BANGKOK: Thailand’s army-backed party needs allies to get enough votes to allow coup leader Prayut Chan-O-Cha to cling to power, according to election results released late Wednesday that were immediately challenged by anti-junta rivals, reports AFP.
The Junta-linked Palang Pracharat party now has 115 seats in the lower house, only 11 votes shy of a majority in the combined parliament thanks to 250 military-appointed senators.The results were announced more than a month after the March 24 vote, the first election since the junta seized power in a 2014 coup.
It was held under new rules crafted by the generals, including the creation of appointed senators who can vote for prime minister.
Despite the booked-in advantage, the lower house results leave Palang Pracharat needing coalition partners.
The most obvious candidates are Bhumjaitai and the Democrat Party, which both have more than 50 lower house seats.
Officials from both parties said Wednesday they have yet to reach a decision.
“The party is split,” longtime Democrat official Sirichok Sopha told AFP.A number of smaller parties are also up for grabs.
Palang Pracharat could not immediately be reached for comment.
The election was widely seen as a choice between junta allied parties and those aligned with billionaire ex-premier Thaksin Shinawatra.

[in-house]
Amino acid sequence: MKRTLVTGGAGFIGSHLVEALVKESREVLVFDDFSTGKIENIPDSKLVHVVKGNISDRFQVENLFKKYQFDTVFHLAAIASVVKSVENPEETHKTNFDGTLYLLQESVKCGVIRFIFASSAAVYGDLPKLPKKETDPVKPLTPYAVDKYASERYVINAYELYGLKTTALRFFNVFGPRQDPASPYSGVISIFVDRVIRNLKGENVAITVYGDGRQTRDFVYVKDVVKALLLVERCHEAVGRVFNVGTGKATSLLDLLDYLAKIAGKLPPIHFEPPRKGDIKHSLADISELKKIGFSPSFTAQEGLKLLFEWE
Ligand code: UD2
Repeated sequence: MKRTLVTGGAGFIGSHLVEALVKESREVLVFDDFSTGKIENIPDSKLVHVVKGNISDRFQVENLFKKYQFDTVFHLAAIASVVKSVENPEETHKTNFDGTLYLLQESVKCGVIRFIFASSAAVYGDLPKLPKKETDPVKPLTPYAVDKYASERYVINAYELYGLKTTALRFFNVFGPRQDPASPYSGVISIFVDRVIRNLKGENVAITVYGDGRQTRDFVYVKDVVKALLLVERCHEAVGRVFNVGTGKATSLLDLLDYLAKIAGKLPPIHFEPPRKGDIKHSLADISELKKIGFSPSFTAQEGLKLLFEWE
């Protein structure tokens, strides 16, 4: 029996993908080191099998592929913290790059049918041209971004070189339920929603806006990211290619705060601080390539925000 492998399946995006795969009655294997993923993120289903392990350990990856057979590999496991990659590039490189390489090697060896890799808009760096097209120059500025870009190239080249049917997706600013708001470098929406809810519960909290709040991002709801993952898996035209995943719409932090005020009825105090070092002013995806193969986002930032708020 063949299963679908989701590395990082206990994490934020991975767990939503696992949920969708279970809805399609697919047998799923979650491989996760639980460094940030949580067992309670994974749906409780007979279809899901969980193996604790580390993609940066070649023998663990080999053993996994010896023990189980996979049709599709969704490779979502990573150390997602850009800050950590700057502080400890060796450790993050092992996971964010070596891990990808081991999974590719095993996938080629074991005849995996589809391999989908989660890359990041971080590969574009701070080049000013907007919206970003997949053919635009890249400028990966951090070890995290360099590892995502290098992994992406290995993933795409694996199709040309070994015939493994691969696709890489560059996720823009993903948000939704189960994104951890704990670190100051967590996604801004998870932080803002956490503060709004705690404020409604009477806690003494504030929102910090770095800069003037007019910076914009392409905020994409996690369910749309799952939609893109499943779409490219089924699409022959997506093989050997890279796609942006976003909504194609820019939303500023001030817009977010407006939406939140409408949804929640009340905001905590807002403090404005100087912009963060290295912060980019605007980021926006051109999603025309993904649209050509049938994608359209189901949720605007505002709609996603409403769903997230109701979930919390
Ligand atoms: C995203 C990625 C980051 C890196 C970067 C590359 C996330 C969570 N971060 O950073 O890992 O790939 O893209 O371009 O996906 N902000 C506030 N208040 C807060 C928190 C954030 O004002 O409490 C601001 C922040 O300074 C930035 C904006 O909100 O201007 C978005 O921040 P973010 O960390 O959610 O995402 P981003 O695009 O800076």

A whopping 27 parties will have seats when parliament convenes within 15 days.
Wednesday’s results are likely to set off horsetrading, negotiations and challenges.
The Shinawatra-linked Pheu Thai party won the most lower house seats — 136 — posing a legitimacy crisis for the gruff junta leader Prayut should he become prime minister.
It is also part of a lower house coalition with six parties, including upstart newcomer Future Forward headed by telegenic billionaire Thanathorn Juangroongruangkit.
Future Forward surged to third place in the popular vote and now has 80 seats.
But Thanatorn has been hounded by court cases and complaints that the rising star has blasted as political sabotage”.
The Election Commission has come under fire for wildly inaccurate initial counts, the 2.1 million invalidated ballots, and the staggered released of full results.
It has been flooded with complaints since the election, and recounts and new voting sessions were held in a handful of polling stations.
Pheu Thai threatened to take legal action over the formula used to calculate seats.